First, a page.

Search Results for middle
1-20 of 288 Search Results for
Twentieth-Century Literature (1 June 2018) 64 (2): 129–160.
Published: 01 June 2018
...Katie Fitzpatrick This article reads Lionel Trilling’s 1947 novel, The Middle of the Journey , through postwar controversies about the relationship between law and conscience. The 1945–46 Nuremberg Trials divided American liberals, who disputed whether fascism was best combated by fidelity to the...
Twentieth-Century Literature (1 March 2015) 61 (1): 63–91.
Published: 01 March 2015
... traditional elegy erases. This essay begins by reconsidering familiar ground—the Bloomsbury Group and the Cambridge Apostles—in order to place Woolf’s work squarely in the middle of what might otherwise seem an old boys’ club of elegiac inheritance. © 2015 by Hofstra University 2015 elegy mourning...
Twentieth-Century Literature (1 December 2011) 57 (3-4): 341–353.
Published: 01 December 2011
...Andrew Hoberek 2011 Postmodernism and Modernization Postmodernism and Modernization Andrew Hoberek In my book The Twilight of the Middle Class I argue that we should “read postmodernism dialectically, as the worldview not only of middle-class privilege but of the hollowness of...
Twentieth-Century Literature (1 June 2010) 56 (2): 269–276.
Published: 01 June 2010
... Press, 2009. 432 pages Alison Shonkwiler What constitutes middle-class fiction? Is it subject matter? A degree of realism or attention to detail? Or can it be defined simply by identify- ing which novels middle-class readers read? Presumably a case could be made, following the historical...
Twentieth-Century Literature (1 June 2006) 52 (2): 175–198.
Published: 01 June 2006
... Kleinian theory) on the part of (upper) middle-class intellectuals caused by “[ajdmission of the masses to the ‘liberal polity’” (Lawrence 5), a sense of apprehension about “the masses” that “made the boundaries of the body politic hard to define” (Tratner 61).What makes Klein’s theories...
Twentieth-Century Literature (1 September 2013) 59 (3): 494–503.
Published: 01 September 2013
... fate of Middle Earth. A monster rises behind them. A hybrid of a kraken and a vampire, it looks like it slithered out from between copies of Jules Verne’s Twenty Thousand Leagues Under the Sea and Bram Stoker’s Dracula that were jammed together on a musty bookshelf somewhere. The cover is a...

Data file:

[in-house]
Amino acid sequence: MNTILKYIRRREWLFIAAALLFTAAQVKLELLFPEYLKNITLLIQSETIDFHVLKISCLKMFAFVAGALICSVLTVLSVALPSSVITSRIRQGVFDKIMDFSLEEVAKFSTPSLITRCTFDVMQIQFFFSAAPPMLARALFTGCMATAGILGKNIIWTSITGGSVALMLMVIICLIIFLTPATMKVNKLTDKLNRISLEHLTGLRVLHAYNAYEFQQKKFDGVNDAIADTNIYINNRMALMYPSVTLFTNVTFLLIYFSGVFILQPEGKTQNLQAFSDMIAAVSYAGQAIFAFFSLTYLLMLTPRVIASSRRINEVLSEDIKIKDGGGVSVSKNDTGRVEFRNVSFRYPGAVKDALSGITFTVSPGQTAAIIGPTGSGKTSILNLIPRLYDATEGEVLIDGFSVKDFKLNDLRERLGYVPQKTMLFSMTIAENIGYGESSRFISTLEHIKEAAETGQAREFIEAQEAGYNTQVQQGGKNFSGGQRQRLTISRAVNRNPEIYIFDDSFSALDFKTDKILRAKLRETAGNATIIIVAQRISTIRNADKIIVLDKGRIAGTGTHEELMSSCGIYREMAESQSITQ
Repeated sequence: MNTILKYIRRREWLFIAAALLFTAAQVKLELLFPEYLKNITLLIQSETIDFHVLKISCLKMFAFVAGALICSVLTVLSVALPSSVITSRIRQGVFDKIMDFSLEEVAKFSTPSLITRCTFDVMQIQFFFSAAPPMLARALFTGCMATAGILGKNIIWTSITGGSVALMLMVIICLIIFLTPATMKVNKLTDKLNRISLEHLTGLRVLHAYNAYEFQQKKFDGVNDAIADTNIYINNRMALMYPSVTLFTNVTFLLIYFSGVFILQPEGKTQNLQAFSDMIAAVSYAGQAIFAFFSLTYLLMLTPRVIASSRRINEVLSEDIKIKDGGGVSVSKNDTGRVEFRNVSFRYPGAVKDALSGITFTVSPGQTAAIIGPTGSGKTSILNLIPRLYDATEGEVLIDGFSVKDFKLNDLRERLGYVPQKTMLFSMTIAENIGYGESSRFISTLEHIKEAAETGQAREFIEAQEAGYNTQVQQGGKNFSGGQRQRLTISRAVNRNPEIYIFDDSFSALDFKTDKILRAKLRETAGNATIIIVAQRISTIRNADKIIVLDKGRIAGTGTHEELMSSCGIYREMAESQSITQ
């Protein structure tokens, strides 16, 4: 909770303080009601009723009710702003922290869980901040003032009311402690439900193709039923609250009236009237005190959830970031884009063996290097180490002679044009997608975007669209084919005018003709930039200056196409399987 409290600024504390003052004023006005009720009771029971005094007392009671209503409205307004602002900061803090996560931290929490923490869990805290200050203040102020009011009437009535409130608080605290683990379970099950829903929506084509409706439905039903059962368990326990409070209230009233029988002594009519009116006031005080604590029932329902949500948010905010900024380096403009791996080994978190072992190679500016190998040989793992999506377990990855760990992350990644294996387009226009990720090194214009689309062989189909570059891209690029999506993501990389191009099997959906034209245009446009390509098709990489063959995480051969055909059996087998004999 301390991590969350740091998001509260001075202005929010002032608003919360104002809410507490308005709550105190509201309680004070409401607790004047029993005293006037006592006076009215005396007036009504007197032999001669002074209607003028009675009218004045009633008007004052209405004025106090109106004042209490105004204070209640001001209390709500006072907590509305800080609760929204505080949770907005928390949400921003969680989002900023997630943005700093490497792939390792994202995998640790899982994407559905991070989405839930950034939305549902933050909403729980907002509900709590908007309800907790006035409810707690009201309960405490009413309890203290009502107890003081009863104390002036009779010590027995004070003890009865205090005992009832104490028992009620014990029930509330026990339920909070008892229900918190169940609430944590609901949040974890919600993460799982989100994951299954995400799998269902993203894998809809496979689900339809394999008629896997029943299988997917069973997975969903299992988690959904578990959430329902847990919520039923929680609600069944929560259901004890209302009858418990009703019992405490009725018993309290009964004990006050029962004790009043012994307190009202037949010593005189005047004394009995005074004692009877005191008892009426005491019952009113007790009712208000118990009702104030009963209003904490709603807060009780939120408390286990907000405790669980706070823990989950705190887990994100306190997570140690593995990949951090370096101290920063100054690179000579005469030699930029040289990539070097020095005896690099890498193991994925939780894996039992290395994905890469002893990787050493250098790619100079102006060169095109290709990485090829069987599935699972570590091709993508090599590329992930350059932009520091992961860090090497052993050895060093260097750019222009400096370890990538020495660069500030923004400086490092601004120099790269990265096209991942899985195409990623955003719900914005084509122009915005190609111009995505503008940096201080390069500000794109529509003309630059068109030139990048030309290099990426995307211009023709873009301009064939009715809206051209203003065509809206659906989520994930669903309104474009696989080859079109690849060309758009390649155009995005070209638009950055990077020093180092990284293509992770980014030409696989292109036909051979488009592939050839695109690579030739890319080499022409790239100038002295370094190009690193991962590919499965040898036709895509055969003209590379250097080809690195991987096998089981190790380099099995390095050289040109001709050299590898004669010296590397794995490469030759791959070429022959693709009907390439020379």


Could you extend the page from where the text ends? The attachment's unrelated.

Twentieth-Century Literature (1 June 2018) 64 (2): 247–258.
Published: 01 June 2018
... frequently in the nineteenth century—to the Middle East (1994, 28). 2 More recently, Gérôme’s Snake Charmer generated further interest when it was a centerpiece in the magnificent exhibition of his art that was shown at the J. Paul Getty Museum (Los Angeles), the Musée d’Orsay (Paris), and the Museo...
Twentieth-Century Literature (1 March 2009) 55 (1): 1–35.
Published: 01 March 2009
... considerable attention on it, a focus that returns in a key section of his first work ofjournalistic or travel writing, The Middle Passage (1962).2 As readers of The Mystic Masseur may recall, it is the 1946 election in which Naipaul’s enterprising protagonist, Ganesh Ramsumair, transforms himself...
Twentieth-Century Literature (1 June 2000) 46 (2): 150–170.
Published: 01 June 2000
... any readerly desire for closure. Humbert’s excess of style works in cahoots with his aversion to ends by creating contradictory desires: for the pleasure of language and text that suspends, during the itinerant middle, the need for ultimate revelation; and for that very revelation...
Twentieth-Century Literature (1 December 2015) 61 (4): 511–518.
Published: 01 December 2015
... nationalism in retrospect. Gandhi, then, is not a marker of a clear political stance but a “strategically deployed” (6) idea that allows authors to consider the relationship of the universal to the particular, the national to the outcaste, the middle class to the peasant, and the Hindu to the Muslim...